Apache 2 and Tomcat 4, SSL servlets

Discussion in 'Linux Networking' started by mfreak1171, Dec 7, 2004.

  1. mfreak1171

    mfreak1171 Guest

    I'm upgrading a server, I have Apache 2 and Tomcat 4.1.31 set up and
    serving SSL (and non-SSL) using the URL's:


    works great. What I need to do is get rid of the port number from the
    URL, so I can reach the same servlet with


    I beleive this is connector related? I can't figure out what I need to
    do to configure this correctly. I need to run all servlets over SSL,
    none over a non-SSL connection.

    I have mod_jk2.so compiled and in the modules directory with all the
    other mods.. This is running on linux, Fedora Core 3.
    mfreak1171, Dec 7, 2004
    1. Advertisements

  2. <zap>

    And your question exactly is?

    Davide Bianchi, Dec 7, 2004
    1. Advertisements

  3. mfreak1171

    Juha Laiho Guest

    Which program it is that is listening at 8443 - Apache or Tomcat?
    Could be either, but my guess is it is Tomcat.
    Ok. For this to happen, the connection has to use the default https port,
    which is 443. So, a program on your server must be listening on that port,
    instead of the 8443.

    However, listening on a port numbered below 1024 requires root
    permissions, and I wouldn't be too happy running Tomcat as root.
    I'd rather prefer to run Apache so that it starts up as root and
    can bind its listening socket to 443, and then handles the rest
    of processing as non-root. This Apache then needs to be able to
    somehow forward the requests to the Tomcat. Additionally, it'd
    make sense to restrict the Tomcat so that all accesses to Tomcat
    must be done through the Apache.

    The best way for Apache to forward requests to Tomcat is to use
    mod_jk connector (or mod_jk2, but mod_jk2 development has been
    cancelled, in favor of mod_jk).
    - configure your Apache to handle SSL requests at port 443
    - configure mod_jk(2) to forward the required queries to Tomcat
    - note that mod_jk and mod_jk2 configurations are completely different;
    read documentation for the correct one
    - configure Tomcat to listen only at the AJP connector port, and even
    there only at localhost address
    Juha Laiho, Dec 7, 2004
  4. mfreak1171

    mfreak1171 Guest

    The question is: Is this an issue with mod_jk2? I want to use Apache
    as a front end and have it pass off the request to tomcat. If I
    understand correctly, I don't even want Tomcat running on 8080 or 8443
    at all, the connector should communicate directly with Tomcat, is this
    correct? This is my first Tomcat install, and the learning curve is
    mfreak1171, Dec 7, 2004
  5. Then you have to configure correctly mod_jk, nothing more.
    No, you need tomcat running, and tomcat WILL open and listen on one of
    the two port or both, depending on his configuration.
    Yes, but usually the connector uses another port on his own, something
    like 8009 or so.

    Davide Bianchi, Dec 7, 2004
  6. mfreak1171

    mfreak1171 Guest

    Thank you, you got me pointed in the right direction and I figured it
    out fairly quickly! I now have Apache communicating ONLY thru jk2, the
    8080 and 8443 ports are now closed. I only have one more small

    http://www.mydomain.com/servlets/myservlet and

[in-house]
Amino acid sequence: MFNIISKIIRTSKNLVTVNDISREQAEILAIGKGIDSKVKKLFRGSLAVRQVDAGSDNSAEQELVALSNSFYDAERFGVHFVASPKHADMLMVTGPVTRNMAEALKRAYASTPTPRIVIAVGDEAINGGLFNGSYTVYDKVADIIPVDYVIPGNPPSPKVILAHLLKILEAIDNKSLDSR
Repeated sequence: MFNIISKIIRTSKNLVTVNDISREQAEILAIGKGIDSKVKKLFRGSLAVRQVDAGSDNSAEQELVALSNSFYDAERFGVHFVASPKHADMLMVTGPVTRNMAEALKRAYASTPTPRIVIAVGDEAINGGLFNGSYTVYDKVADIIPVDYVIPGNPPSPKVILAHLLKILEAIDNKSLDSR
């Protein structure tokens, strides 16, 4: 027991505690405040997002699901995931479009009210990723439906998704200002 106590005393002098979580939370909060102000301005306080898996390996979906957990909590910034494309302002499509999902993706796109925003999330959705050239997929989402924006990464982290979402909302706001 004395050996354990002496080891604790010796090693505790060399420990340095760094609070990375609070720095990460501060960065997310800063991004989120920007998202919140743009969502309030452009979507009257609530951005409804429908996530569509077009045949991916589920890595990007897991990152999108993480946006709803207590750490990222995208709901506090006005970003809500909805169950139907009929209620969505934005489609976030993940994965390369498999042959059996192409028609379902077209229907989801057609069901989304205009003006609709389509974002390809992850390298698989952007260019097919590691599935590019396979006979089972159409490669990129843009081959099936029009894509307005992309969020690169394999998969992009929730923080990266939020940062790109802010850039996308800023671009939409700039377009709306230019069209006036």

both work. I need to force certain servlets to use SSL, ie the http://
    request should return some type of error, or maybe redirect them to the
    https:// URL.. I dont care if ALL servlets are forced to run over SSL,
    or if I need to specify each one separately. Thanx again,
    mfreak1171, Dec 7, 2004
  7. You could add a RedirectPermanent /servlet https:.... in the
    VirtualHost serving the http part, or use the <Location> directive in
    there to force only some 'locations' (files or directory) trought the
    ssl. See the documentation of Apache.

    Davide Bianchi, Dec 8, 2004
  8. mfreak1171

    Juha Laiho Guest

    If you don't want to provide anything from your server through
    plaintext HTTP, just disable the non-SSL HTTP at Apache level.

    Then to more fine-grained security: You can configure Tomcat
    to require use of SSL for some resources, by configuring the
    web.xml of your application. Here, I pretty much copy from
    http://www.jguru.com/faq/view.jsp?EID=1082914 , but I'm
    trying to expand on that a little bit.

    The basic element for configuring URL security requirements in
    web.xml is the <security-constraint> block; example:

    <web-resource-name>Entire Application</web-resource-name>

    The above will require use of SSL throughout the application.

    You can have multiple <security-constraint> blocks within your
    application (though I didn't read enough to find out how conflicts
    are handled). Each <security-constraint> must contain one or more
    <web-resource-collection>s, containing one or more <url-pattern>s
    each. There can be zero or one <user-data-constraint>s, containing
    exactly one <transport-guarantee> block. Allowed data within
    <transport-guarantee> is one of NONE, INTEGRAL, or CONFIDENTIAL
    (where INTEGRAL doesn't make much sense).

    For reference on web.xml, see the Java servlet specification at
    Among others, this'll tell the correct order of elements in
    web.xml -- the diagrams starting at chapter SRV.13.4 are just
    Juha Laiho, Dec 8, 2004
    1. Advertisements

Ask a Question

Want to reply to this thread or ask your own question?

You'll need to choose a username for the site, which only take a couple of moments (here). After that, you can post your question and our members will help you out.